Several weeks ago I mentioned that my wife and I had the opportunity to hear Beethoven’s 9th Symphony. I really tried to pay attention to the music and take advantage of the opportunity. As I listened I noticed something, that I later learned is typical of symphonic or big orchestral pieces. That is, the development and allusion to continuing themes. For example, the theme notes that open the first movement and form the backbone of that part of the symphony also begin the second movement but then disappear. Another example is the ‘Ode to Joy’ theme, that is so recognizable to all of us, which is hinted at early in the fourth movement but doesn’t really fully flower until the choir kicks in later in that movement.

As I thought about this technique, it occurred to me that perhaps this is a good way to view the book of Isaiah, which is a research are of mine at the moment. I’m less interested in theories of authorship or redactorship than I am about understanding how the book works as a whole. I think the paradigm of a symphony with separate movements and recurring themes is a good way to talk about Isaiah.

Whether you hold to one author of Isaiah or many, it is clear that there are at least three major movements in the book (1-39, 40-55, 56-60). But within these movements are recurring themes that tie the piece together. So, for example, in Isa. 5:1-7 we have the Song of the Vineyard, which uses a story about an unproductive vineyard to talk about Israel’s relationship with God.

Is. 5:1  Let me sing for my beloved my love-song concerning his vineyard: My beloved had a vineyard on a very fertile hill. 

Is. 5:2 He dug it and cleared it of stones, and planted it with choice vines;he built a watchtower in the midst of it, and hewed out a wine vat in it; he expected it to yield grapes, but it yielded wild grapes.

Is. 5:3  ¶ And now, inhabitants of Jerusalem and people of Judah, judge between me and my vineyard. 

Is. 5:4 What more was there to do for my vineyard that I have not done in it? When I expected it to yield grapes, why did it yield wild grapes?

Is. 5:5  ¶ And now I will tell you what I will do to my vineyard. I will remove its hedge, and it shall be devoured;I will break down its wall, and it shall be trampled down. 

Is. 5:6 I will make it a waste; it shall not be pruned or hoed, and it shall be overgrown with briers and thorns; I will also command the clouds that they rain no rain upon it.

Is. 5:7  ¶ For the vineyard of the LORD of hosts is the house of Israel, and the people of Judah are his pleasant planting; he expected justice,but saw bloodshed; righteousness,but heard a cry! 

This same imagery is picked up again in ch. 27 where God declares his love for the vineyard (rather than the judgment of ch. 5). 

Is. 27:2  ¶ On that day: A pleasant vineyard, sing about it! 

Is. 27:3 I, the LORD, am its keeper; every moment I water it. I guard it night and day so that no one can harm it; 

Is. 27:4 I have no wrath. If it gives me thorns and briers, I will march to battle against it. I will burn it up.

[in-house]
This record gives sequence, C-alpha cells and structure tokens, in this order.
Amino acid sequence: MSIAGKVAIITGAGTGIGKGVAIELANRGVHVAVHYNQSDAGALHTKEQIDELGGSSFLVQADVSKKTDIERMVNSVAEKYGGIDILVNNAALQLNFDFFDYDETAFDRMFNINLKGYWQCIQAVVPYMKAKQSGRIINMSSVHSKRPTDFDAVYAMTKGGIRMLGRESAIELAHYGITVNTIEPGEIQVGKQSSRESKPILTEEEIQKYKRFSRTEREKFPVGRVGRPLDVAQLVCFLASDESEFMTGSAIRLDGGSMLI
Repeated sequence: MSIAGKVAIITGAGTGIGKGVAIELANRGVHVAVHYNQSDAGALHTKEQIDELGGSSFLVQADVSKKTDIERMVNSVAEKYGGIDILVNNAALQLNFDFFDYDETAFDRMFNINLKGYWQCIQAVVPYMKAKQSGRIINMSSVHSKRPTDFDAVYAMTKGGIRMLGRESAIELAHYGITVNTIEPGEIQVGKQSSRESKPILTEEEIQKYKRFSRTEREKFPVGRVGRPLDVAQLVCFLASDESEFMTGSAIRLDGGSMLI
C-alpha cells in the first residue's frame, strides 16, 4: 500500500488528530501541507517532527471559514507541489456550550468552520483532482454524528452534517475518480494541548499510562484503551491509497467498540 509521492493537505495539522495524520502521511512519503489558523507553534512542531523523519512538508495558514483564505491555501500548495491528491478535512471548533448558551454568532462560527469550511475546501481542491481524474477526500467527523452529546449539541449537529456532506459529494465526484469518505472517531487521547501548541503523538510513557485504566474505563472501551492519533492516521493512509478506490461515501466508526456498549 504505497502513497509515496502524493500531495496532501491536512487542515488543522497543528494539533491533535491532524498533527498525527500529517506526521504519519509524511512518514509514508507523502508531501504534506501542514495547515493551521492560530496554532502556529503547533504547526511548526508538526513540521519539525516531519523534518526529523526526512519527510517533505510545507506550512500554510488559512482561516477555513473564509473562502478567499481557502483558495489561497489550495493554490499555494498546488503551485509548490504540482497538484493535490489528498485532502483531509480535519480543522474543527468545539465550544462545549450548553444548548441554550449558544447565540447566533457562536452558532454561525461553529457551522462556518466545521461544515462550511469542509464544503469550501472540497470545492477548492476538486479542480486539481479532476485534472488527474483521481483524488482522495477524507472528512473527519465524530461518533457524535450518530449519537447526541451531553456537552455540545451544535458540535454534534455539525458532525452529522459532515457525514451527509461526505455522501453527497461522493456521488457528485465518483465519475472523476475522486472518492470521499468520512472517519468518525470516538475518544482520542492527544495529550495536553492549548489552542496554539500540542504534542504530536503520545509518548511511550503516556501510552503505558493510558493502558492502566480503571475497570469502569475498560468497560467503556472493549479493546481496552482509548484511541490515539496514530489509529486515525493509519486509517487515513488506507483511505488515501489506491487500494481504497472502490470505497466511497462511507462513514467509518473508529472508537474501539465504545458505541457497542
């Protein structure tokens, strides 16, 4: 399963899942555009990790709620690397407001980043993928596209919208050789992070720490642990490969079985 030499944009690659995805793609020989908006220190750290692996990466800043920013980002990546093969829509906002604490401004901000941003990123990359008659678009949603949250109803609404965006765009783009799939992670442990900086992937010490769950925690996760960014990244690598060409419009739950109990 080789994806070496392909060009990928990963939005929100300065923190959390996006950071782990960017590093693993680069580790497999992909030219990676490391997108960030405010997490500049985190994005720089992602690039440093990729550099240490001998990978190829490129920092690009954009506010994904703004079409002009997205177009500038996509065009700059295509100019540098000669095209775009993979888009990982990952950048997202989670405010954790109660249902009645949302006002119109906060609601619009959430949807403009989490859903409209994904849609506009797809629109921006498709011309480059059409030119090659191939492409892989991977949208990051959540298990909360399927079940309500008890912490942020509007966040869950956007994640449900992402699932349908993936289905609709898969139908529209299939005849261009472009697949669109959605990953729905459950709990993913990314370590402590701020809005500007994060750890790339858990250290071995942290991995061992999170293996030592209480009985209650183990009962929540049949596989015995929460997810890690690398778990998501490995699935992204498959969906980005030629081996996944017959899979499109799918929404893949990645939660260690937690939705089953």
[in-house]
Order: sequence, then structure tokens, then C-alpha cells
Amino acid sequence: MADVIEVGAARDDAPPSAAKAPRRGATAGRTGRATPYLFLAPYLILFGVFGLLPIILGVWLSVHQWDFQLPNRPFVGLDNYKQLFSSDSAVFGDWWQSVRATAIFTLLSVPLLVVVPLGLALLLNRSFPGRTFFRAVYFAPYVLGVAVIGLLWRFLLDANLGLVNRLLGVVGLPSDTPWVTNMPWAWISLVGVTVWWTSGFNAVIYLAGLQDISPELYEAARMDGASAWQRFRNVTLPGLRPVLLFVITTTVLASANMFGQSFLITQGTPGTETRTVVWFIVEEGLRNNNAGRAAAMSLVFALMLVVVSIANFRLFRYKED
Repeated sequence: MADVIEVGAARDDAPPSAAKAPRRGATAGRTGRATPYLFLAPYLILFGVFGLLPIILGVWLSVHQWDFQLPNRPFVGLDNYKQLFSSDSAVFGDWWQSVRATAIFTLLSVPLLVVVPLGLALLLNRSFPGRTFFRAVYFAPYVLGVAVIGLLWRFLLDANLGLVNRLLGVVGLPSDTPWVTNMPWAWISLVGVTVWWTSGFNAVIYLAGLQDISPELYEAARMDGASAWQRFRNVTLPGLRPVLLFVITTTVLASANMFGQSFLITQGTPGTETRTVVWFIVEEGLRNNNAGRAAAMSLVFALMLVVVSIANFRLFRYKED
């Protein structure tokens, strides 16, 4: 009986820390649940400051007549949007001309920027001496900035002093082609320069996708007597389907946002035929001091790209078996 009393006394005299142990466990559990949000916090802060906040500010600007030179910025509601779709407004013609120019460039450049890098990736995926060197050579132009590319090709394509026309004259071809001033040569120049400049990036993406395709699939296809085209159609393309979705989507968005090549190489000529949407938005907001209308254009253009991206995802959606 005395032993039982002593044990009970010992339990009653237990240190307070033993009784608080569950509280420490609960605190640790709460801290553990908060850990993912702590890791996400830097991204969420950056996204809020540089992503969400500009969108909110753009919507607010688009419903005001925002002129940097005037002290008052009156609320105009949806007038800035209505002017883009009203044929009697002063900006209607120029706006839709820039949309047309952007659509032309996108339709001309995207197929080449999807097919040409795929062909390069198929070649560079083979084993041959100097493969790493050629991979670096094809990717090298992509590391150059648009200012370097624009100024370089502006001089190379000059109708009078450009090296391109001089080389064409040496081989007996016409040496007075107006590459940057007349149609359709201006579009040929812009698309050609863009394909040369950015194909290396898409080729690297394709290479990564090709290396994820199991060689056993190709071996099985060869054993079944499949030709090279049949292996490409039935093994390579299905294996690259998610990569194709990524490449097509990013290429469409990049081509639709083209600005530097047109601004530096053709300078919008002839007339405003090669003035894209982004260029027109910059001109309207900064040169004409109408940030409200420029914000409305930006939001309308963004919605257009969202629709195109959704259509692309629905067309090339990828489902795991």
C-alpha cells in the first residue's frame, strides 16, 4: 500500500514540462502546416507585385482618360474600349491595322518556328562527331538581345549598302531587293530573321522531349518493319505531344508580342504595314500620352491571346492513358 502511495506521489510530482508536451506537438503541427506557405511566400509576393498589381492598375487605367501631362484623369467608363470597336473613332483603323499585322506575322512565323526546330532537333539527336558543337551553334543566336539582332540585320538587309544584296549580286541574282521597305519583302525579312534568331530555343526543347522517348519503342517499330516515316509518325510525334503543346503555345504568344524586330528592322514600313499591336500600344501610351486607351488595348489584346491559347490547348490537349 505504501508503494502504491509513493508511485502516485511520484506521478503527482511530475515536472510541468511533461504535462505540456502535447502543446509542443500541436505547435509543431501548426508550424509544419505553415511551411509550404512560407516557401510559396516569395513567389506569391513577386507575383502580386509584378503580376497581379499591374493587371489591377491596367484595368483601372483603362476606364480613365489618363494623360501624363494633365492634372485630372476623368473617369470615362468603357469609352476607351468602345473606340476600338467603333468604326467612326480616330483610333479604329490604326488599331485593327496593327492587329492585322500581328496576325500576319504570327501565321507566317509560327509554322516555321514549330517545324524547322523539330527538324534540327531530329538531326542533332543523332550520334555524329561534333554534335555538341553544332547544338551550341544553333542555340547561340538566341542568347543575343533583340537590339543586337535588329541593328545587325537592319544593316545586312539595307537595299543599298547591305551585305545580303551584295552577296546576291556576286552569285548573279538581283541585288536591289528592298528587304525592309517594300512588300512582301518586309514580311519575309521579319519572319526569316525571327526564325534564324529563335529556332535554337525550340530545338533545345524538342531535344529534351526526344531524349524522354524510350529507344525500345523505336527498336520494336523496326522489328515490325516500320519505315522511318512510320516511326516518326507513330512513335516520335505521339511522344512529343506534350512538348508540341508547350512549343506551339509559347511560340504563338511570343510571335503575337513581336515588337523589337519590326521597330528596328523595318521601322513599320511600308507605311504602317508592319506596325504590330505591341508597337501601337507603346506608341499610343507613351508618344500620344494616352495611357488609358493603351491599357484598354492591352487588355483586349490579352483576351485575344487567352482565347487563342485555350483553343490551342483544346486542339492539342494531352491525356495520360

Is. 27:5 Or else let it cling to me for protection, let it make peace with me, let it make peace with me.

Then, again at the end of the book, the theme of the judged vineyard is sounded again to speak of the Lord’s wrath, but this time it is the enemies of Israel who are trampled:

Is. 63:1  ¶ “Who is this that comes from Edom, from Bozrah in garments stained crimson? Who is this so splendidly robed, marching in his great might?”¶ “It is I, announcing vindication, mighty to save.”

Is. 63:2  ¶ “Why are your robes red, and your garments like theirs who tread the wine press?”

Is. 63:3  ¶ “I have trodden the wine press alone, and from the peoples no one was with me; I trod them in my anger and trampled them in my wrath; their juice spattered on my garments, and stained all my robes. 

Is. 63:4 For the day of vengeance was in my heart, and the year for my redeeming work had come. 

Is. 63:5 I looked, but there was no helper; I stared, but there was no one to sustain me; so my own arm brought me victory, and my wrath sustained me. 

Is. 63:6 I trampled down peoples in my anger, I crushed them in my wrath, and I poured out their lifeblood on the earth.”

  This vineyard language runs throughout the book of Isaiah (though it is mostly absent from the Second Movement) and is clearly a theme that the author uses. The point is that it is a common theme that is found throughout the book. It is used differently at different times of the book but the common theme is clearly heard each time like a thread winding its way throughout the whole composition (to mix a metaphor).

My reason for pointing out this theme is the comparison to a symphony. Like a symphony repeats and reuses a thematic melody throughout the different movements, so Isaiah uses the Vineyard theme throughout its varying movements. I find this to be a helpful way to talk about the Book of Isaiah.

If we use this analogy to speak of Isaiah we can have a meaningful discussion about the varying movements (1-39, 40-55, 56-66) and about different and recurring themes. We can avoid the quagmire of discussions of authorship and historical setting. Not that those discussions are bad, but the symphonic analogy allows you to discuss the textual features that are evident because of potentially differing authors and historical settings without getting bogged down in, what are in my opinion, unanswerable questions. Essentially, what I have called the Symphonic analogy is a certain spin on a canonical exegesis of Isaiah. 

 It is not really categorically different than a canonical analysis but the example was a helpful way for me to think about the book of Isaiah. Thus, I find the category of orchestrated symphony as a helpful way to read the Book of Isaiah.

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